In a perfect world, every financial advisor would already be providing each and every one of their clients the lowest cost, most effective financial products that align perfectly with their goals.

This doesn’t happen in the real world.

The easiest way to improve outcomes in the real world is to ask your financial advisor how he gets paid for each product he has you invested in. If you have an honest advisor he’ll show you the percentage you’re paying for the ongoing management fee of the mutual fund, the fee you paid to get into the mutual fund in the first place (although it’s crazy to pay an upfront fee to buy a mutual fund in this day and age – if you’re paying upfront mutual fund fees you probably have an advisor who isn’t looking out for your best interests), and whatever account wrapper fee he charges on top of all of this for his “advice”. You’ll likely get this number in percentage form. Do yourself a favor and convert it to dollars. Ask him who else is paying him so you can figure out if you’re actually the client or the product being sold.

Then think hard as to whether the advice you’re getting is worth that sum. You might decide your advisor is worth it, but it’s easier to understand the true cost when it’s in dollar form because you can more easily compare that number to a list of alternatives. Like a vacation, a bass boat, or a wine cellar.

A less than honest or incompetent advisor will give you incomplete numbers, or even worse, not be able to give you the numbers because he has you in a bunch of annuity products whose fees are opaque as a pint of Guinness.

If you don’t have a family office looking out for you, show your financial statements to a financial advisor from Vanguard, Fidelity, or an honest-to-God fiduciary RIA like RWM. They’ll be able to quickly tell you how much you’re paying in fees, mostly becuase they use it as a selling point to win new business.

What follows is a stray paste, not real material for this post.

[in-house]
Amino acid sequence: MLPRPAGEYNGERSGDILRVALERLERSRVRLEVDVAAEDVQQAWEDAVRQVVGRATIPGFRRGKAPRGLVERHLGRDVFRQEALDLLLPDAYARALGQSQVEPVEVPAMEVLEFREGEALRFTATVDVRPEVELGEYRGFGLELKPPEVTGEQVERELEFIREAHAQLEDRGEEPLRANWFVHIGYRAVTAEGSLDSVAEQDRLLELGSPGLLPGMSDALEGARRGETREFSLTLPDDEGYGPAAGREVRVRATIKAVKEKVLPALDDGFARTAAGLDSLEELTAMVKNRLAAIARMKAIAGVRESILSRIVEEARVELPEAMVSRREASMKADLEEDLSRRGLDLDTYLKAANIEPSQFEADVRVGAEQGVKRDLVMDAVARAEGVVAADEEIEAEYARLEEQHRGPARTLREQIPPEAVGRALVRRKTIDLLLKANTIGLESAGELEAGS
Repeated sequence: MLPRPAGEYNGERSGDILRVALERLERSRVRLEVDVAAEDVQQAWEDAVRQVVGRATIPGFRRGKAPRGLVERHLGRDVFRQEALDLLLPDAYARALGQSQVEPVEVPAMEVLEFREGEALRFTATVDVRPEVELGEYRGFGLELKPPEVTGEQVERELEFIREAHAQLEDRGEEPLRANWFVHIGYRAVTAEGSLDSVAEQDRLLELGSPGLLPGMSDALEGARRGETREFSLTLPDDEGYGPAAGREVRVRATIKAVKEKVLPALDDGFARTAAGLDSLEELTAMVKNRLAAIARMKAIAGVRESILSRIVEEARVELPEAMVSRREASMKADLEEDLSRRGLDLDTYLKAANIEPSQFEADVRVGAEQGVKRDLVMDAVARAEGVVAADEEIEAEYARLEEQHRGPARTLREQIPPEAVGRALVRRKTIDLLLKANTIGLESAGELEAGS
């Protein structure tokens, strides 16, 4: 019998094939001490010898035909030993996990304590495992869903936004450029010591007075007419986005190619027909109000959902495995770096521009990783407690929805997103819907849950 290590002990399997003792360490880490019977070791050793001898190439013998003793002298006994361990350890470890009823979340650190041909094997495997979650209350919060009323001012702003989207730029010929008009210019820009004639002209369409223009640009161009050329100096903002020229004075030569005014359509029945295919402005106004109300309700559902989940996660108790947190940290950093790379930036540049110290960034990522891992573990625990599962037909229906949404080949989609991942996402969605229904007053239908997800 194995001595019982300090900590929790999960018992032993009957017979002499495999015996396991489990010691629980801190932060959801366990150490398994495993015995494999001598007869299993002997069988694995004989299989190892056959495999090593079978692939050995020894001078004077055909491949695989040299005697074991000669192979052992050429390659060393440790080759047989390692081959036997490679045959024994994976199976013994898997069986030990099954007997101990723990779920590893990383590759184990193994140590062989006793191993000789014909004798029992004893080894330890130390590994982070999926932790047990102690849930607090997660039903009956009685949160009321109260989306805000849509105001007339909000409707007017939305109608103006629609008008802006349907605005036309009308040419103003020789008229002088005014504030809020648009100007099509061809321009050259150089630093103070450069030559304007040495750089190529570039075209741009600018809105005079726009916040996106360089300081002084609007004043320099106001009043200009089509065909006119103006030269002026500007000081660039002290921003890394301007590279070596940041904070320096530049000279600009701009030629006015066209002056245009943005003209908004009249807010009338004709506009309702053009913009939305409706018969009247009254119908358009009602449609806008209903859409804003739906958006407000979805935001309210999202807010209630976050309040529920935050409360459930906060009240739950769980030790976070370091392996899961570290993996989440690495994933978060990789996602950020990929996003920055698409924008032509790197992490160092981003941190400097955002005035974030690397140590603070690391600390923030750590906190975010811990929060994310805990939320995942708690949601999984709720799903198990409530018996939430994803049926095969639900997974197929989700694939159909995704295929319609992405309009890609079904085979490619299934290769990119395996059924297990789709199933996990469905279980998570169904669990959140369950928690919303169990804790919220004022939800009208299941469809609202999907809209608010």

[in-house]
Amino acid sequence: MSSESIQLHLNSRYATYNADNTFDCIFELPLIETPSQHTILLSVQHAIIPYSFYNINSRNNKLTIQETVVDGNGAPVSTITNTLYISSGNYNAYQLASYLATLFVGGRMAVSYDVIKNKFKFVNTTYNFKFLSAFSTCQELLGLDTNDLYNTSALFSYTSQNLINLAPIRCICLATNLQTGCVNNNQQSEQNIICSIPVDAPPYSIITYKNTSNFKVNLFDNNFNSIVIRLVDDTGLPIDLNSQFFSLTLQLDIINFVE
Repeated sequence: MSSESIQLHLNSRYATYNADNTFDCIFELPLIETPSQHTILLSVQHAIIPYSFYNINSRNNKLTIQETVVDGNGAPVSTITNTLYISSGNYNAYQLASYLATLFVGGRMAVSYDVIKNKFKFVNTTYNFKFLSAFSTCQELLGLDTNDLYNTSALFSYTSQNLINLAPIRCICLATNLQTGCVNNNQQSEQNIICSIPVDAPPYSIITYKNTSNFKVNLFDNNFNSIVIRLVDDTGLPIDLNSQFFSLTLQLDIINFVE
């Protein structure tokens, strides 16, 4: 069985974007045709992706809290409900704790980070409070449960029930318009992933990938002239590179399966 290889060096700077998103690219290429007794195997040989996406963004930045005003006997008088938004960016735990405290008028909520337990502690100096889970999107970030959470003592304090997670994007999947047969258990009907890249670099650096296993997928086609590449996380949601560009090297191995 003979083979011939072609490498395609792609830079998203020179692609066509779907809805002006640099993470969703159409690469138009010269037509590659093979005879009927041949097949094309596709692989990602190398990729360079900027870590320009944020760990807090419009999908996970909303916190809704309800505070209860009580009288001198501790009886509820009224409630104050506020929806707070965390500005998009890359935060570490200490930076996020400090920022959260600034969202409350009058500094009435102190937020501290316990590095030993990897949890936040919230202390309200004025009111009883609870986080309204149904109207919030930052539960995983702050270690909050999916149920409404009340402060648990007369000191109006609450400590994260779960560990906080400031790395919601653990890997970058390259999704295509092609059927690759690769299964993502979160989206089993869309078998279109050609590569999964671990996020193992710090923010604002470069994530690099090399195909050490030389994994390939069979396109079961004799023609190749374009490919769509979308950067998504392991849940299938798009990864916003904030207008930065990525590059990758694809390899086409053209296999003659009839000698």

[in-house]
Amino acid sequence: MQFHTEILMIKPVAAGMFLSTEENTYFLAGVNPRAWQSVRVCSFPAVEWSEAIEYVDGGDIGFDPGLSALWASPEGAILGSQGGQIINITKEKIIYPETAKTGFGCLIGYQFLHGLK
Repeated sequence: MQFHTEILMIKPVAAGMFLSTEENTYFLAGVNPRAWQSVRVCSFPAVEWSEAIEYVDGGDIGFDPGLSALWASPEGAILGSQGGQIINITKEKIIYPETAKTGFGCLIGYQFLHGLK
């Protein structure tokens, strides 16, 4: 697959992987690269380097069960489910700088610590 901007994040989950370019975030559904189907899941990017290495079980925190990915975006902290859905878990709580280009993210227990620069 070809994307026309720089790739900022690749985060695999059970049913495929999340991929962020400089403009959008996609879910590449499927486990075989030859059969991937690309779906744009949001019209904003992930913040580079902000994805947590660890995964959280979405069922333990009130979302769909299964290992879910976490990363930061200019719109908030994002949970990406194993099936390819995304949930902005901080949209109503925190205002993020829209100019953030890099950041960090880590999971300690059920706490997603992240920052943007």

Don’t get me wrong – the lowest cost option isn’t necessarily the best choice. The true value of financial advisors for most people is to keep them from doing dumb stuff when they’re panicking in a bear market. But there are a lot of good financial advisors that combine good advice with reasonably low costs.

Radical Transparency

My solution for financial advisors to meet the fiduciary standard is to make every financial management firm present you a quarterly or monthly invoice for every fee they charge. This invoice must be paid by a check you write to them. Don’t allow them to automatically deduct a tiny percentage from your account every day, which is their current practice, and is so small that you don’t notice it but whose effect over decades¬†totals hundreds of thousands if not millions of dollars.

You know how much your mortgage costs you every month. Why shouldn’t it be just as easy to know the total cost of asset management every month? And if you’re wondering why Vanguard, Fidelity, and Blackrock dominate the asset management business: they’re not screwing their customers with high fees.